On the heels of three multi-platinum albums and a commercial breakthrough, Joel released Songs in the Attic to both tide fans over until 1982's The Nylon Curtain as well to feature material in a looser, warmer setting. The record highlights not only the singer's consistency and knack for indelible melodies, but savvy live techniques. Upbeat tunes such as "Everybody Loves You Now" receive a more fleshed-out treatment that yields added punch and swagger, while balladic numbers like "I've Loved These Days" take on a cozy warmth akin to the feeling of putting on a sweater on a cool fall day.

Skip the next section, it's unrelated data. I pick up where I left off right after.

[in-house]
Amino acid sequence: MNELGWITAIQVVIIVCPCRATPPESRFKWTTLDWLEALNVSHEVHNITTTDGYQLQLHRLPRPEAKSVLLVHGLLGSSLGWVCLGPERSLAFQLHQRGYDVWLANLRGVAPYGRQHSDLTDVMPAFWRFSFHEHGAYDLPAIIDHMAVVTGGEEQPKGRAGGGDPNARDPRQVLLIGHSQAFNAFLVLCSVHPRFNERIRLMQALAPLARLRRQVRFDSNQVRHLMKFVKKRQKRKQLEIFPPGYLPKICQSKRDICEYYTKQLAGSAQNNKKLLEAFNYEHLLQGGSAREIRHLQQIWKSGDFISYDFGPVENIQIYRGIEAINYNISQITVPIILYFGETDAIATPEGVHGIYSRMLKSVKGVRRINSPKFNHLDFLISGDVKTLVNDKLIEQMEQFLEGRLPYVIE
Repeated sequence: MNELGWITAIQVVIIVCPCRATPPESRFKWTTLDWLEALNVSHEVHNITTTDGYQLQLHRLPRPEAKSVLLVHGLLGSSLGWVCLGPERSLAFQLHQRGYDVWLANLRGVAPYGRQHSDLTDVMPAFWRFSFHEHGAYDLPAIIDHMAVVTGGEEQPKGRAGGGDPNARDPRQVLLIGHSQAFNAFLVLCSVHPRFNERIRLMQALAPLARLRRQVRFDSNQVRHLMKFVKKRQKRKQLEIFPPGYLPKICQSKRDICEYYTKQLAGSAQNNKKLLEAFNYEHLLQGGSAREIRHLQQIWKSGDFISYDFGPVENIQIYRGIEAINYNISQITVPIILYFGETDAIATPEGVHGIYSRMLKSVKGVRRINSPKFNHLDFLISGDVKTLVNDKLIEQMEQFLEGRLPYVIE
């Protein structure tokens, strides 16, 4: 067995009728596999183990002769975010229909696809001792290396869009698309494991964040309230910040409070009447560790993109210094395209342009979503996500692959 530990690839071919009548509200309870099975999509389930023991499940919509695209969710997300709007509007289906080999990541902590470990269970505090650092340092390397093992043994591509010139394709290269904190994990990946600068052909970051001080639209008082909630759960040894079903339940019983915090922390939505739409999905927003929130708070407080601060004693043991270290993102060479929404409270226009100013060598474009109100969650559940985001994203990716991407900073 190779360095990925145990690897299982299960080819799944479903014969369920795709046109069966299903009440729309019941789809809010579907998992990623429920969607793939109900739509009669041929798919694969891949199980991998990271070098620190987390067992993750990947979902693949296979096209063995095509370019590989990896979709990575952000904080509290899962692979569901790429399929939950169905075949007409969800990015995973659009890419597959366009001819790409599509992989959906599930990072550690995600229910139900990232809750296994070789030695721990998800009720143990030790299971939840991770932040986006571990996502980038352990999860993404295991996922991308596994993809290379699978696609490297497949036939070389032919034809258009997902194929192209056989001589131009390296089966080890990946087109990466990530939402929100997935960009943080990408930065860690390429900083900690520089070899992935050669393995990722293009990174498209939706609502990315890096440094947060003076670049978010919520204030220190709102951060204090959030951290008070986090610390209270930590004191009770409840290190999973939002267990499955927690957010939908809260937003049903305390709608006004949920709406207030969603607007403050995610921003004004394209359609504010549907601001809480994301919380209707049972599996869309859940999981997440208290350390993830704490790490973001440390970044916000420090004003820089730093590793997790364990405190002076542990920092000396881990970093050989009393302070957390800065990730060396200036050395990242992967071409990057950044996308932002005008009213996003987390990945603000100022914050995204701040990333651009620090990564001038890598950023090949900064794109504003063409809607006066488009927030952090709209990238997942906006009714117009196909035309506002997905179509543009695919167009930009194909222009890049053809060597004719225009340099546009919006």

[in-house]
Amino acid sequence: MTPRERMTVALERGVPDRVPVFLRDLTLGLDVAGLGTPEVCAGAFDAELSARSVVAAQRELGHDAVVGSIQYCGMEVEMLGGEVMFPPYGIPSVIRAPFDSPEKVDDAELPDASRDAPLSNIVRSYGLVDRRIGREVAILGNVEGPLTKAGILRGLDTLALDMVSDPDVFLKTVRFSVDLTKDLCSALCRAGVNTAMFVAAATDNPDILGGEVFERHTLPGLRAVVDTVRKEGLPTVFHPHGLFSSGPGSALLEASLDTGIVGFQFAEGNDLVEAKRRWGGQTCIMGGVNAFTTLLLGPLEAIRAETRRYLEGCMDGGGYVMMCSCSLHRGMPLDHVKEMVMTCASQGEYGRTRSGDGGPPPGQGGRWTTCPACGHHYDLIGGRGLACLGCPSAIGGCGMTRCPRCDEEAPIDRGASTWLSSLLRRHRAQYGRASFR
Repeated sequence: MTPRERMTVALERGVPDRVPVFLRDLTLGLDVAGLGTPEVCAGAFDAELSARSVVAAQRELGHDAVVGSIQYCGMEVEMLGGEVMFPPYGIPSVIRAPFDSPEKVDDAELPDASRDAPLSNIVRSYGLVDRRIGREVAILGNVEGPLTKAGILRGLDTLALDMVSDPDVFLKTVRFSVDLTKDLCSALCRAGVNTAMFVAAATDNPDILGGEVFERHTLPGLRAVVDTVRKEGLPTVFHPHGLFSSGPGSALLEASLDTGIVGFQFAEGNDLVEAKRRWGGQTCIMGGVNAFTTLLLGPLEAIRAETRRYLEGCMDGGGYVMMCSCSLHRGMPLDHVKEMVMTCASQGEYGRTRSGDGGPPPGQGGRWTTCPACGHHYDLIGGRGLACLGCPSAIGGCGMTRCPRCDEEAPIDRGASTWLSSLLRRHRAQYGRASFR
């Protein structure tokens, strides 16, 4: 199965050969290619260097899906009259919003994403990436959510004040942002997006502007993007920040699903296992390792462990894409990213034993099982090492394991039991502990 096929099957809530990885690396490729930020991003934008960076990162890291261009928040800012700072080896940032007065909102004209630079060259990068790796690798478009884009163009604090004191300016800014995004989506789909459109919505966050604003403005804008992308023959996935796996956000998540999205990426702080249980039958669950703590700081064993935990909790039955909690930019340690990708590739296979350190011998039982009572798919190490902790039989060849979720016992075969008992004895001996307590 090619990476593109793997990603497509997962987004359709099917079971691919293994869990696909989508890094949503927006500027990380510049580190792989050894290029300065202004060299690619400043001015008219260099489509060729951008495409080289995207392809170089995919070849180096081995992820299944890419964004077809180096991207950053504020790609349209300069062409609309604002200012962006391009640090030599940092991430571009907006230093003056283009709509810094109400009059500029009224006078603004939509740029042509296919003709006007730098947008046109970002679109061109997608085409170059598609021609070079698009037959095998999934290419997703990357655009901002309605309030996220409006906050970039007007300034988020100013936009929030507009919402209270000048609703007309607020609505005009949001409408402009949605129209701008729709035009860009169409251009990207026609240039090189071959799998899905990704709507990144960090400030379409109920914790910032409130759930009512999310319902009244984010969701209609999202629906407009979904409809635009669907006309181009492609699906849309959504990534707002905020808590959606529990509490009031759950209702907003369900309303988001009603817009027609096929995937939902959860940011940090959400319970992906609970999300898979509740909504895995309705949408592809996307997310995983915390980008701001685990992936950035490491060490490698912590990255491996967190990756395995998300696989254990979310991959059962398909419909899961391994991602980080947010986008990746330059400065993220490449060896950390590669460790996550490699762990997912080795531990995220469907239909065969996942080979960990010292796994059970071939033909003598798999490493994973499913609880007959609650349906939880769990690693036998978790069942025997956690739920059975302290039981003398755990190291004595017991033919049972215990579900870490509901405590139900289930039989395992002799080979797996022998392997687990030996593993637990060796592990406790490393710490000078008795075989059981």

Songs in the Attic also bridged the gap for listeners for whom Joel was then a new entity, as many didn't come to his music until The Stranger. Hence, tracks like "Captain Jack" and "The Ballad of Billy the Kid," from Piano Man, get a fresh identity, particularly courtesy of a backing band that, by then, had been gigging with Joel for years. No wonder that, unlike a majority of live records, Songs in the Attic yielded two Top 40 pop hits: "Say Goodbye to Hollywood" and "She's Got a Way." No matter from what angle it's viewed, the set stands as one of the most important and enjoyable live records ever released.